THE LANGUAGE OF EXTINCTION

Currently, more than 6,000 languages are still spoken on planet Earth.
Languages are communication tools that improve and facilitate understanding within societies. They constitute a fast and effective way to express our inner thoughts in a sensitive (auditory, visual or tactile) and public way. While telepathy is also there, and could be a more effective alternative, the average human lacks that ability. Perhaps There Will Come A Day When A Gadget Could Be Attached To The Forehead, And Our Thoughts Are  Electronically Broadcast To A Paired Headset, Which Can Then Verbalize The Thought Signals, Or Alternatively Pass The Signal To Another Human Wearing A Paired Companion Headset.

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With globalization, we are witnessing the disappearance of many languages at a worrying rate. Currently, according to a study, one language becomes extinct every two weeks! Obviously, a language conversely takes years and centuries to mature. On the contrary, some languages spread and acquire importance to the detriment of others, thus dominating other cultures. Please Identify Yourself ! How and why do these languages disappear? This alarming extinction comes paradoxically from the deliberate inability of men to understand each other. The introduction of a common language would arrest this, and English, which never ceases to spread, seems to impose itself as such.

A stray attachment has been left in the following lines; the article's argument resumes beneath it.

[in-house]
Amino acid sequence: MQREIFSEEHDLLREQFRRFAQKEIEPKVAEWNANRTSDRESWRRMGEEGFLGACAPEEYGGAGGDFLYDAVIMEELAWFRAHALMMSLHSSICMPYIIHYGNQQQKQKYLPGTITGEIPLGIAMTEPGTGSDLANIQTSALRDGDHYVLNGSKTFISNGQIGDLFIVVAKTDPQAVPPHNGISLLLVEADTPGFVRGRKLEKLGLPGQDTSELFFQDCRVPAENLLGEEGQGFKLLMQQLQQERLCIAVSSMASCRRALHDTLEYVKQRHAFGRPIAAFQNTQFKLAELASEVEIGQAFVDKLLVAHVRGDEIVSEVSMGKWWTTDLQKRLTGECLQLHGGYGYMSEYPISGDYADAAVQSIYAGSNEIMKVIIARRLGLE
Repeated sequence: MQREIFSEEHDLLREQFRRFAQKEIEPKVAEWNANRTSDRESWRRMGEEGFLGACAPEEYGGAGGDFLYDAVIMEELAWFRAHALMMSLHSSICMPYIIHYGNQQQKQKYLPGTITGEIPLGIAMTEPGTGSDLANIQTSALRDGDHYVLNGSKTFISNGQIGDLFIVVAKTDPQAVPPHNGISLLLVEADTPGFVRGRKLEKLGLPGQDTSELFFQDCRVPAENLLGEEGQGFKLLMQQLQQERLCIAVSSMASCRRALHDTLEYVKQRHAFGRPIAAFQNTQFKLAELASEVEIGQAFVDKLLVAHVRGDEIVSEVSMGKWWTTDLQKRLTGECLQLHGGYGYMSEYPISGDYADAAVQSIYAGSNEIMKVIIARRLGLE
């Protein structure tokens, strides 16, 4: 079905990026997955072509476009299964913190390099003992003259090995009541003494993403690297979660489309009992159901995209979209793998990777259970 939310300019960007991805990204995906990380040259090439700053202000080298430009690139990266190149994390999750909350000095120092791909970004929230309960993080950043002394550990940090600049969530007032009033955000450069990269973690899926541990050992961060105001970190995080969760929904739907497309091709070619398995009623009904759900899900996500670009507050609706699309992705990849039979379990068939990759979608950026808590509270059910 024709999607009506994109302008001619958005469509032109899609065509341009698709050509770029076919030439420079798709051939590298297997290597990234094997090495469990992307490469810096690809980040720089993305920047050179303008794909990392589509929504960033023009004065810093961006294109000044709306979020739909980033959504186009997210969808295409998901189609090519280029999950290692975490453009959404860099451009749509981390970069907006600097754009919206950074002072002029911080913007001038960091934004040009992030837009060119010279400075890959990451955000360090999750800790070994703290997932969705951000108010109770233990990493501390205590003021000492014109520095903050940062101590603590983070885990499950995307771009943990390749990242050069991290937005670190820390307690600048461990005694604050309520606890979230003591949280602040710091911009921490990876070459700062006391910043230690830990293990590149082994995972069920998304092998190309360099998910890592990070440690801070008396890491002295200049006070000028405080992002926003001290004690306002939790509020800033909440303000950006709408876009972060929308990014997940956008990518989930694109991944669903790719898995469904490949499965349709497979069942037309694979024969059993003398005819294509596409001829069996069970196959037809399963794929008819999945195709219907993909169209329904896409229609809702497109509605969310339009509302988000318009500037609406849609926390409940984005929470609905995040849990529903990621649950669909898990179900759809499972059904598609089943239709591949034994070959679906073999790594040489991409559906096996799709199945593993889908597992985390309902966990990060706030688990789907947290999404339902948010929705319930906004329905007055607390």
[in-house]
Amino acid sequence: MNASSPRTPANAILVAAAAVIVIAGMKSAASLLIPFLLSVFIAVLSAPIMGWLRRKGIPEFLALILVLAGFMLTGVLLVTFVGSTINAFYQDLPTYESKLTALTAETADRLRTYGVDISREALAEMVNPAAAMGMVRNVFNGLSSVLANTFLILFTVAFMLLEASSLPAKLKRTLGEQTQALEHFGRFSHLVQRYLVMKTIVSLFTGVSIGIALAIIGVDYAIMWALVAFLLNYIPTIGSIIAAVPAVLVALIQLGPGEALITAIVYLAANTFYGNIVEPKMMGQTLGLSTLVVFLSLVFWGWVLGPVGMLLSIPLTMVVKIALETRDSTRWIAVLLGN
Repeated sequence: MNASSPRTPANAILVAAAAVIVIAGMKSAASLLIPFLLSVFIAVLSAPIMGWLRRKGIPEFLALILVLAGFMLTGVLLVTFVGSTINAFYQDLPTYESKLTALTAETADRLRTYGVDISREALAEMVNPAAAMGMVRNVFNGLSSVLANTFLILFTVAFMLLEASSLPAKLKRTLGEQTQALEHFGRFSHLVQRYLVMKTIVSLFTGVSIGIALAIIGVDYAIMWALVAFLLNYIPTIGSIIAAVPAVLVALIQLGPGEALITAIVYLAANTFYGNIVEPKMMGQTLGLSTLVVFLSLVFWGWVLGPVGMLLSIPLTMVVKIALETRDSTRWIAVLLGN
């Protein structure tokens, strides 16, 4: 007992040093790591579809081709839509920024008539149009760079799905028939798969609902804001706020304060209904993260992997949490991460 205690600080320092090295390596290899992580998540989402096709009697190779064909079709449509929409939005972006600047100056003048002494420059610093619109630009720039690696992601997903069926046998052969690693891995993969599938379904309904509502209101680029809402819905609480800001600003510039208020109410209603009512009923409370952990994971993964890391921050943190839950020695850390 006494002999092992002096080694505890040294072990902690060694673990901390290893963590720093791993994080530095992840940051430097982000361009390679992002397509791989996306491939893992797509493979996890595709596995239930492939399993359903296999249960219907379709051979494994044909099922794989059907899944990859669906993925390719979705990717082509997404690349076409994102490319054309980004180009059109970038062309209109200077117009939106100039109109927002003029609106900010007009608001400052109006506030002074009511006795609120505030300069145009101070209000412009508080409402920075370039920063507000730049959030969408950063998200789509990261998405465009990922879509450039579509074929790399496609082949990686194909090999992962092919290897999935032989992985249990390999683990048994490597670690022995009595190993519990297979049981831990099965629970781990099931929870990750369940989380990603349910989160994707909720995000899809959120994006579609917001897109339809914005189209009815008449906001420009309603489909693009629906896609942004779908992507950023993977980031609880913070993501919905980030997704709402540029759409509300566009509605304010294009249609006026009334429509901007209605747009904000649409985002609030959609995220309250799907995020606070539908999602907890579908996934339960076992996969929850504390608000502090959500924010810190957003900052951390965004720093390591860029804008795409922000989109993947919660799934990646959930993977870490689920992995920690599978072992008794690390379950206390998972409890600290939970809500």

English is the most widely spoken language on earth, and it doesn’t look as if that trend is likely to change soon, as a language adoption has a way of compounding. In Diversity Lies Disunity, and we could almost say that English language is prospering at the detriment of so many other languages.The domination of a language certainly facilitates trade, particularly in commerce, but it also has darker consequences.